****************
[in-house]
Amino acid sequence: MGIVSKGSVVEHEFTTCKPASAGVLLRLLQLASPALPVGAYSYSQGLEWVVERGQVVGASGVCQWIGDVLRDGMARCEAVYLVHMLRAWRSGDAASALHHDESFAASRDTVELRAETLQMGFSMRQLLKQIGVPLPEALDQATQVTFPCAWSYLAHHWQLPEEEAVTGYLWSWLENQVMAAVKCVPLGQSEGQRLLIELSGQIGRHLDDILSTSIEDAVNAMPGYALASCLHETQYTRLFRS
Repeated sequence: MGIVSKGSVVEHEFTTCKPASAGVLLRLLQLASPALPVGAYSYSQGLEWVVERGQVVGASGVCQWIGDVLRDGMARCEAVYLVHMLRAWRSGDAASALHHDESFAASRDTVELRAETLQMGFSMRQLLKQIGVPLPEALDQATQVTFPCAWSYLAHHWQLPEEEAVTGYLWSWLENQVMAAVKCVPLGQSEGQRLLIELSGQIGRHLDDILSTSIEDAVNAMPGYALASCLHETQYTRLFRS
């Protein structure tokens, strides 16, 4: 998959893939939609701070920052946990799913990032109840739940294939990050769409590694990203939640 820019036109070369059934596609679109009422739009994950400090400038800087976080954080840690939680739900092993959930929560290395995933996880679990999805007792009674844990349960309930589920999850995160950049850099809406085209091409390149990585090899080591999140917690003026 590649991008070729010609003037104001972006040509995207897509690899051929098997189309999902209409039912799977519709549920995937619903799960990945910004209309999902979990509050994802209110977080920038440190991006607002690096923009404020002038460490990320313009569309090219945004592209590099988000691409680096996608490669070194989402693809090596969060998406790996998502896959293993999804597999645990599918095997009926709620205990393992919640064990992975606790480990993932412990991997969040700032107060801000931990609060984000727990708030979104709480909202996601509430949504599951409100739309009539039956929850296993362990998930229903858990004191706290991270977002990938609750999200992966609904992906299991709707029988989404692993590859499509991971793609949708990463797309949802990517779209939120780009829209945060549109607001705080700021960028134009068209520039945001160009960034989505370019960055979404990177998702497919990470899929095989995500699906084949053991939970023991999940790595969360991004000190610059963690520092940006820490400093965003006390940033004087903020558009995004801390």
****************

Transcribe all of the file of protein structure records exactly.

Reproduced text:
[in-house]
Amino acid sequence: MGIVSKGSVVEHEFTTCKPASAGVLLRLLQLASPALPVGAYSYSQGLEWVVERGQVVGASGVCQWIGDVLRDGMARCEAVYLVHMLRAWRSGDAASALHHDESFAASRDTVELRAETLQMGFSMRQLLKQIGVPLPEALDQATQVTFPCAWSYLAHHWQLPEEEAVTGYLWSWLENQVMAAVKCVPLGQSEGQRLLIELSGQIGRHLDDILSTSIEDAVNAMPGYALASCLHETQYTRLFRS
Repeated sequence: MGIVSKGSVVEHEFTTCKPASAGVLLRLLQLASPALPVGAYSYSQGLEWVVERGQVVGASGVCQWIGDVLRDGMARCEAVYLVHMLRAWRSGDAASALHHDESFAASRDTVELRAETLQMGFSMRQLLKQIGVPLPEALDQATQVTFPCAWSYLAHHWQLPEEEAVTGYLWSWLENQVMAAVKCVPLGQSEGQRLLIELSGQIGRHLDDILSTSIEDAVNAMPGYALASCLHETQYTRLFRS
């Protein structure tokens, strides 16, 4: 998959893939939609701070920052946990799913990032109840739940294939990050769409590694990203939640 820019036109070369059934596609679109009422739009994950400090400038800087976080954080840690939680739900092993959930929560290395995933996880679990999805007792009674844990349960309930589920999850995160950049850099809406085209091409390149990585090899080591999140917690003026 590649991008070729010609003037104001972006040509995207897509690899051929098997189309999902209409039912799977519709549920995937619903799960990945910004209309999902979990509050994802209110977080920038440190991006607002690096923009404020002038460490990320313009569309090219945004592209590099988000691409680096996608490669070194989402693809090596969060998406790996998502896959293993999804597999645990599918095997009926709620205990393992919640064990992975606790480990993932412990991997969040700032107060801000931990609060984000727990708030979104709480909202996601509430949504599951409100739309009539039956929850296993362990998930229903858990004191706290991270977002990938609750999200992966609904992906299991709707029988989404692993590859499509991971793609949708990463797309949802990517779209939120780009829209945060549109607001705080700021960028134009068209520039945001160009960034989505370019960055979404990177998702497919990470899929095989995500699906084949053991939970023991999940790595969360991004000190610059963690520092940006820490400093965003006390940033004087903020558009995004801390």